UN chief: Iran may be defying UN on missiles, OK on nukes
Antonio Guterres writes in report to Security Council that ballistic missiles used by Houthi Shi’ite rebels in Yemen against Saudi Arabia may have been transferred by Iran; report presented shortly before US Envoy to UN Nikki Haley set to hold news conference highlighting Iran's 'destabilizing activities in the Middle East region and elsewhere in the world.'
The UN chief says in a report to the Security Council that the United Nations is investigating Iran's possible transfer of ballistic missiles to Houthi Shi'ite rebels in Yemen that may have been used in launches aimed at Saudi Arabia on July 22 and November 4.
The report on implementation of a UN resolution that endorsed the July 2015 nuclear agreement was obtained Wednesday by The Associated Press. The US Mission to the United Nations said Ambassador Nikki Haley would hold a news conference Thursday in Washington to highlight its findings as well as Iran's "destabilizing activities in the Middle East region and elsewhere in the world."
In the report, Guterres stressed that the nuclear deal remains "the best way" to ensure the exclusively peaceful nature of Iran's nuclear program.
He said President Donald Trump's October 13 decision not to certify the agreement under US law created "considerable uncertainty" about its future. But, he added, "I am reassured that the United States has expressed its commitment to stay in the Joint Comprehensive Plan of Action for now."
Trump, however, has left open the possibility of pulling out of the nuclear deal.
Guterres welcomed support for the treaty from its other parties—China, Russia, Britain, France and Germany, the European Union and numerous other countries.
"I encourage the United States to maintain its commitments to the plan and to consider the broader implications for the region before taking any further steps," he said. "Similarly, I encourage the Islamic Republic of Iran to carefully consider the concerns raised by other participants in the plan."
Trump has called the agreement a bad deal, and the US has focused especially on its time limits and a provision in the Security Council resolution that calls on Iran not to undertake any activity related to ballistic missiles designed to be capable of delivering nuclear weapons.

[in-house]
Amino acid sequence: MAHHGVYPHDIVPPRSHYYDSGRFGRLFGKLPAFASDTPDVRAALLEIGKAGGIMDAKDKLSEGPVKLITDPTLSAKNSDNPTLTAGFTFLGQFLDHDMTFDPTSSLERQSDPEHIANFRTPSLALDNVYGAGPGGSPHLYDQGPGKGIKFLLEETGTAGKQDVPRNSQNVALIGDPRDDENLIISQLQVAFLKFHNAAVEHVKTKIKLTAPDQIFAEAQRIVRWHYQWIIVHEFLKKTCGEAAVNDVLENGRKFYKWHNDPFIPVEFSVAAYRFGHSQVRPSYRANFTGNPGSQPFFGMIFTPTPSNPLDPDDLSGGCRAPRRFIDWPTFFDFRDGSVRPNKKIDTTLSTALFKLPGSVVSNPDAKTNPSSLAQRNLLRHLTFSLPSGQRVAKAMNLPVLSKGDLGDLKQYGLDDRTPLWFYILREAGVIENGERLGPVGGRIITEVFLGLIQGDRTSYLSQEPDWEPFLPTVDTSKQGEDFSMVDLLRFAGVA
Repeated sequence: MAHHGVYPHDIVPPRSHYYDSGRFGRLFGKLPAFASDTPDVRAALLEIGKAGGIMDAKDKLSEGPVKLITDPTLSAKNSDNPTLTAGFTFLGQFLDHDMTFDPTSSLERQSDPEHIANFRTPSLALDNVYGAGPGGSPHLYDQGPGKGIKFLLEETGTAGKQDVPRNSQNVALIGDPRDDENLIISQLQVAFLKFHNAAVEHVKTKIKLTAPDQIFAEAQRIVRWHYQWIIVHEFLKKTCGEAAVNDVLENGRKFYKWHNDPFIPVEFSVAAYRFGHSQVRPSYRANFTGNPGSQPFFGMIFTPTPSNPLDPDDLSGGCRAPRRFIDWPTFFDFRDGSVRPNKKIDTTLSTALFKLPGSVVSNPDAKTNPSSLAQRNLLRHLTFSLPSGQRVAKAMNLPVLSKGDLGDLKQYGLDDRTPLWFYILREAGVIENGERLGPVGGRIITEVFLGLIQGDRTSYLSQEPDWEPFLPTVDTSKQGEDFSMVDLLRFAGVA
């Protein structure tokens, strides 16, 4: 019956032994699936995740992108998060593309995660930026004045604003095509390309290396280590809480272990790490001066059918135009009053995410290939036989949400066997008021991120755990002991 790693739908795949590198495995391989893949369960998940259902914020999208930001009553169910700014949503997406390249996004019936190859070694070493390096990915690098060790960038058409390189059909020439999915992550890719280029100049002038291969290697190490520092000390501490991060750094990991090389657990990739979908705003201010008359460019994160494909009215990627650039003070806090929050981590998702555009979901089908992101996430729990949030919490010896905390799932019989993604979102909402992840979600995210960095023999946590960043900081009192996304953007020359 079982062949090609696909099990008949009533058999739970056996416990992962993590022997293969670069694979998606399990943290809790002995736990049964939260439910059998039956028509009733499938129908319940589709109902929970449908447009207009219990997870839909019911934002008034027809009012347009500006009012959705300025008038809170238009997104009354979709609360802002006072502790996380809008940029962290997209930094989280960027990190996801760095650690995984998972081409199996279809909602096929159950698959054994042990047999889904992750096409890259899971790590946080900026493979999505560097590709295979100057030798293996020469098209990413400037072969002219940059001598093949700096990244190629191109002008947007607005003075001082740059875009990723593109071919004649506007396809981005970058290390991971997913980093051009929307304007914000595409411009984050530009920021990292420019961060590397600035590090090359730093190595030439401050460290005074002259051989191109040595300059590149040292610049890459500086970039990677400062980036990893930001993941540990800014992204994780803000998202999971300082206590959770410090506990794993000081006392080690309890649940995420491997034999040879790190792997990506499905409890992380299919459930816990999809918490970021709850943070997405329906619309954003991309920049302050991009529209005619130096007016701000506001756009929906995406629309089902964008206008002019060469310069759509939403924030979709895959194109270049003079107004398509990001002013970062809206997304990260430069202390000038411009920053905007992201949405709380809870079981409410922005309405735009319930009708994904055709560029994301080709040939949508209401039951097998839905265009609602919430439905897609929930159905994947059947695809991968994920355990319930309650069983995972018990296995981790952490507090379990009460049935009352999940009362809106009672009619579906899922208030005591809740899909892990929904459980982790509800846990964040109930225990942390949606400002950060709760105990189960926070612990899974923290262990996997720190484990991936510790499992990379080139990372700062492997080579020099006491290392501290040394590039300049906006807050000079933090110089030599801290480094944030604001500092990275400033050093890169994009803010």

Guterres said the UN is studying debris from missiles fired at Yanbu in Saudi Arabia on July 22 and at the capital of Riyadh on November 4 and also is reviewing other information.
He said France, Germany, Britain and the United States sent a letter saying the Simorgh Space Launch Vehicle that Iran launched on July 27, if configured as a ballistic missile, is "inherently capable of delivering nuclear weapons."
But Guterres said Russia, an ally of Iran, sent a letter August 16 that the Security Council resolution contains only a "call" for Iran to forgo missile work—not a prohibition. He said Iran says the launch vehicle was "part of a scientific and technological activity related to the use of space technology" that it is determined to pursue.
The Security Council discussed the launch on September 8, and "there was no consensus among council members" on how it related to the 2015 resolution, Guterres said.
He said Israel protested that Iran's test of a Qiam ballistic missile on November 15, 2016 "used a Star of David as the intended target," and citied other ballistic missiles it reportedly launched at targets in Syria on June 18-19. France, Germany, Britain and the US also raised these tests as well as the test of a medium-range missile July 4.
The secretary-general said Iran called Israel's claim of a specifically marked target "a sheer falsehood." Iran also said its "military capabilities, including ballistic missiles, have not been designed to be capable of delivering nuclear weapons and thus are outside the purview of the Security Council resolution," Guterres said.